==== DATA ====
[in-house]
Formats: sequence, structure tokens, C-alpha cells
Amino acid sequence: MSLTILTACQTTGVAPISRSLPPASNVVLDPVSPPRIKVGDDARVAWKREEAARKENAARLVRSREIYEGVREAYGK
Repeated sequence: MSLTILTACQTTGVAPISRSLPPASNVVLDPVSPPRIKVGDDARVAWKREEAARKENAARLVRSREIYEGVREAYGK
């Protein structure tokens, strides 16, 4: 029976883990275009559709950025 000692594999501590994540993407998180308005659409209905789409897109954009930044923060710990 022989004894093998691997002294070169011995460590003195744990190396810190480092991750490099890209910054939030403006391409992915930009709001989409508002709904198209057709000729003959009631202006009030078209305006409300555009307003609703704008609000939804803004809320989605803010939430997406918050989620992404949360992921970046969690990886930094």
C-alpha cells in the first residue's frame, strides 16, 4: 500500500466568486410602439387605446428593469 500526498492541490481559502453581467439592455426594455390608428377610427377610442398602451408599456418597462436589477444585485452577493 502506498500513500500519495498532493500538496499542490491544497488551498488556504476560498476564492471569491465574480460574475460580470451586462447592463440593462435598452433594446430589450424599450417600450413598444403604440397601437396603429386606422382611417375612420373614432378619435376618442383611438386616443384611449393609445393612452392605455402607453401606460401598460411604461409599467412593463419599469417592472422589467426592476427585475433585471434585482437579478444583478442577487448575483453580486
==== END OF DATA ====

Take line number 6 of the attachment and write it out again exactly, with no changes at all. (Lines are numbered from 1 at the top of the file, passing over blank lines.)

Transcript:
C-alpha cells in the first residue's frame, strides 16, 4: 500500500466568486410602439387605446428593469 500526498492541490481559502453581467439592455426594455390608428377610427377610442398602451408599456418597462436589477444585485452577493 502506498500513500500519495498532493500538496499542490491544497488551498488556504476560498476564492471569491465574480460574475460580470451586462447592463440593462435598452433594446430589450424599450417600450413598444403604440397601437396603429386606422382611417375612420373614432378619435376618442383611438386616443384611449393609445393612452392605455402607453401606460401598460411604461409599467412593463419599469417592472422589467426592476427585475433585471434585482437579478444583478442577487448575483453580486